McConaughey is joined by Anne Hathaway as Amelia Brand (daughter of Professor Brand played by Nolan stalwart Michael Caine) & David Gyasi & Wes Bentley as the “expendable” crew. As they planet hop and come up against the problems of relativity and time dilation set against mountain-high waves and polar landscapes, the film stutters from one sequence to the next and is juxtaposed with the panic back on our homeworld. One superb scene is played brilliantly by McConaughey, who leaves son & daughter behind, and watches them literally grow up in front of his eyes as time is contracted in videos sent from earth. The astro-antics continue as their options dwindle yet I began to question why Nolan’s wizardry with action resulted in him focusing so much on the (badly written) mawkish character aspects that are clearly not his forte. Ironically Interstellar is so full of corn that it could keep the human species alive for another generation or two.


One review also suggested the film needed to more strictly adhere to science to make it work. I would suggest the exact opposite. The long protracted explanations of everything made me pine for Gravity (2013)-style simplicity and its arse-sleeping 169 minutes felt even longer with a dragging and ridiculous third act. With some pleasant surprises such as TARS (a uniquely designed robot who is a help rather than a HAL-hindrance) and an exhilarating spinning space-lock sequence, you may be able to overlook the time-looping looseness of the story. Howver, despite enjoying the planetary exploration I felt that after his previous highs, the film ultimately disappointed and failed to break out of its sentimental science-fact orbit.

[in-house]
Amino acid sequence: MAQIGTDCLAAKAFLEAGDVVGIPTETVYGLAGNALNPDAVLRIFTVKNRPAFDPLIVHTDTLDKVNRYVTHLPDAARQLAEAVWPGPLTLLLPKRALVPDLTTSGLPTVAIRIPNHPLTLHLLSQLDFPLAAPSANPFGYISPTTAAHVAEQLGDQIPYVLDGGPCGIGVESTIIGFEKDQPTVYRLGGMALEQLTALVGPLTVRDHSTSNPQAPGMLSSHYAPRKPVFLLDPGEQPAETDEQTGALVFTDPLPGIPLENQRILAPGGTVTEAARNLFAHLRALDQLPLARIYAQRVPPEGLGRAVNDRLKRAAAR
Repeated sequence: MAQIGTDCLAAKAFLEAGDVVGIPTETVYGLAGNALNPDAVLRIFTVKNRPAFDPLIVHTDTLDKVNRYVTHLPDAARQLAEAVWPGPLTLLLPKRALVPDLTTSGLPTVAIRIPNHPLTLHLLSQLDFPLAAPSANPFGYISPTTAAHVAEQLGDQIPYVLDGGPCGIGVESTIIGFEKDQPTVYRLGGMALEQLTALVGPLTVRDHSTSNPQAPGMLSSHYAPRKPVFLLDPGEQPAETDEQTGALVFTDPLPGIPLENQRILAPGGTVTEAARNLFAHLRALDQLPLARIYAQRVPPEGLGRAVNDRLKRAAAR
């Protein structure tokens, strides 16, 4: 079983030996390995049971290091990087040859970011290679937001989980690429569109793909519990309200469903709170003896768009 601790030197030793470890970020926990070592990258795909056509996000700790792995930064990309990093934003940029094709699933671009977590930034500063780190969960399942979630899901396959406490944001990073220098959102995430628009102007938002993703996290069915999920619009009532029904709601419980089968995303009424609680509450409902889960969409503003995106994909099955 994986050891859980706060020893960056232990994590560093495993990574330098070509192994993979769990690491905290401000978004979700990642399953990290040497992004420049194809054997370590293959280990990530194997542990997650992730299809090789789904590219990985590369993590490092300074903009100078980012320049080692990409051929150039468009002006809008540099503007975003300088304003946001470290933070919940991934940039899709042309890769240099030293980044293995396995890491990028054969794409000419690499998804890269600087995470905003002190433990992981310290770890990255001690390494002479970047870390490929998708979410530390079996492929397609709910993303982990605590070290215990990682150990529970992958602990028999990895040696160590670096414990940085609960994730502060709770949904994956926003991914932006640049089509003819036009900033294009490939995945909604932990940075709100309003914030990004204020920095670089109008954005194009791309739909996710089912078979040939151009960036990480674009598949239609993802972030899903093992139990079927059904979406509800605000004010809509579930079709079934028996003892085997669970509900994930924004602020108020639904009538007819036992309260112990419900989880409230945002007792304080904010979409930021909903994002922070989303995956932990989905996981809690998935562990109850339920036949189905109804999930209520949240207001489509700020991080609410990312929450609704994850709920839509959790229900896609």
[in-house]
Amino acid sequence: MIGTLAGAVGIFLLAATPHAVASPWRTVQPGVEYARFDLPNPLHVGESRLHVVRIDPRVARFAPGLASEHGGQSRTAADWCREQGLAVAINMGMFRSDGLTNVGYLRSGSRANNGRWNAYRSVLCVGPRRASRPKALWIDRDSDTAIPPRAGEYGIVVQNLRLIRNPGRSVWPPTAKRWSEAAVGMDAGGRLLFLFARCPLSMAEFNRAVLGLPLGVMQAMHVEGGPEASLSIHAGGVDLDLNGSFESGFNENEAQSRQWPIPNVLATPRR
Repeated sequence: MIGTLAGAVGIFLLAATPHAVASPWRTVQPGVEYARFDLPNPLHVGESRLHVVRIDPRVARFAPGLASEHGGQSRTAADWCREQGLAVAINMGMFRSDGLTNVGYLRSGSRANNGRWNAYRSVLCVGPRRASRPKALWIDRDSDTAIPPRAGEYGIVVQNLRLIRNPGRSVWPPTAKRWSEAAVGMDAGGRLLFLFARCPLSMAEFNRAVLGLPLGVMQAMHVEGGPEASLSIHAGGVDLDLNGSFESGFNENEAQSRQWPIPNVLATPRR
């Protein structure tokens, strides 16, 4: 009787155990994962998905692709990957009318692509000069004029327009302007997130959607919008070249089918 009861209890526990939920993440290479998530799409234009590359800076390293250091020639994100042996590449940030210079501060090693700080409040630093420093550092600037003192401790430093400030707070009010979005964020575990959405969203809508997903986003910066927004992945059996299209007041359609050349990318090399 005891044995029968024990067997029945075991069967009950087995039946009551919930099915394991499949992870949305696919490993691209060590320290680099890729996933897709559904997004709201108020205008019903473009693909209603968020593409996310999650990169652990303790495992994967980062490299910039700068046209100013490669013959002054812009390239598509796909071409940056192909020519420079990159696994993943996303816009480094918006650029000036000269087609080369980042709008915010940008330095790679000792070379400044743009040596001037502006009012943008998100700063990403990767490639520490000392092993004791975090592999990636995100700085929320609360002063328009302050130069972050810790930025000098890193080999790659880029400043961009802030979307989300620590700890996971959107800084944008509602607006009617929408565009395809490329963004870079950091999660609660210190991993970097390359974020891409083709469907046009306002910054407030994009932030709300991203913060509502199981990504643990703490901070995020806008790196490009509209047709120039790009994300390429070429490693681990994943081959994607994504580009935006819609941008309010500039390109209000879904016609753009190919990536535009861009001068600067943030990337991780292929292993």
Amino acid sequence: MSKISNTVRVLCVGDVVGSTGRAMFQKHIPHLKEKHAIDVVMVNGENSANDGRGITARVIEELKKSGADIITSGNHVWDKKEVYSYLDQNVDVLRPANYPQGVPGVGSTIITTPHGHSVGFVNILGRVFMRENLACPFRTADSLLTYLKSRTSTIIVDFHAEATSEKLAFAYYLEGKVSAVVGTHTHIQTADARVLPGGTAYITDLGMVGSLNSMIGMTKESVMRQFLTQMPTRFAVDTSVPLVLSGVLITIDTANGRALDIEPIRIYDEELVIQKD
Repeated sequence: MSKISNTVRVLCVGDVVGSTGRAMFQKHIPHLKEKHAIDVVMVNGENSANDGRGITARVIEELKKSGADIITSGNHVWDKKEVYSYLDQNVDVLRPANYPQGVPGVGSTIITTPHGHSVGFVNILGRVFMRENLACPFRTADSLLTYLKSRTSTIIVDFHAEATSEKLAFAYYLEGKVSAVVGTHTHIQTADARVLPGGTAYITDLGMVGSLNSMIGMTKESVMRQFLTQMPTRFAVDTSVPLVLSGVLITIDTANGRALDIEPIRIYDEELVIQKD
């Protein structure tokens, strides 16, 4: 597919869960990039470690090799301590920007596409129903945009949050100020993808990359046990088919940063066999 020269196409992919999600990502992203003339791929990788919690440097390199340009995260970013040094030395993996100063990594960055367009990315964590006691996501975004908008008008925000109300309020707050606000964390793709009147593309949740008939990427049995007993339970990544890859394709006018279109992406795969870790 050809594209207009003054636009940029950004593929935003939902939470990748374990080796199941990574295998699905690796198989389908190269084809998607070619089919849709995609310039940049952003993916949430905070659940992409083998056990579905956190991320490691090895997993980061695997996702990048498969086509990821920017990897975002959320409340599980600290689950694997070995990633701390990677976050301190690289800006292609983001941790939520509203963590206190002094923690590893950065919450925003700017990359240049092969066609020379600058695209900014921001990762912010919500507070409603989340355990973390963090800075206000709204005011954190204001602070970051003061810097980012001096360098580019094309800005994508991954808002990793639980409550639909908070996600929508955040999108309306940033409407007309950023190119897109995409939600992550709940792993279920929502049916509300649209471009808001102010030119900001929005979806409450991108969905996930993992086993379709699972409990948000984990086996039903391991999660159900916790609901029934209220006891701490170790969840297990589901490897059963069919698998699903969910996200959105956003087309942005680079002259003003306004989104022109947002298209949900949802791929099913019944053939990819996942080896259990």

7/10 MM Mike (doing my best to avoid a Matthew McConaughey “Failure to Launch” pun – doh, too late!)

By midlandsmovies, Apr 8 2014 04:38PM

Here’s a fact: I’ve never walked out of a Chris Nolan Batman film fully happy. It’s true. For me, Batman Begins was covering the same ground as Burton and I didn’t “get” the fuss surrounding The Dark Knight. Time appears to have healed my jadedness like a crippled Bruce Wayne as although initially disappointed, I now feel both films (Dark Knight especially) are brilliant, dark and distinct comic-book crime films which I have continued to reassess in my own mind with a certain two-facedness if you will.


So, to the new film itself. Eight years have passed and an isolated Howard Hughes-esque Bruce Wayne (Bale) has left Batman behind in the wake of the Dent Act – the lie Gordon perpetuates that now keeps Gotham safe but like a steroid-induced Oswald Cobblepot, a villain rises from the gloomy sewers in the form of Bane - a man-hulk bent on sending Gotham into a spiral of economic revolution. In the middle of this Nolan throws in the morally (and sexually) ambiguous Anne Hathaway as Catwoman (that particular name is never mentioned, fact fans) who is a sultry thief who plays all sides like the best noir femme fatales of old. And alongside Oldman as Gordon is another Gordon (Joseph Gordon-Levitt to be precise) who plays a beat cop as morally incorruptible as Batman himself.


And so why my initial reticence this third time? Well, first up, Bane/Hardy is just not the villain The Joker is – not an icon, not fully fleshed but a well-designed thug without the bite and possibly one of Hardy’s least charismatic acting stints since This Means War. Also, the film is very long (obviously epic but definitely plot heavy) and I also began to think, how much did we really see of Batman? Nolan does not want to over egg the omelette, I get that, but I can only remember three full sequences containing Batman. It’s got the least Batman of any Batman film! Some of the chemistry was also sadly a bit lacking between all the characters too, even previously established ones like Fox and Wayne didn’t have the usual spark and I think that Hathaway could have been used more as some of her story threads started and then suddenly stopped.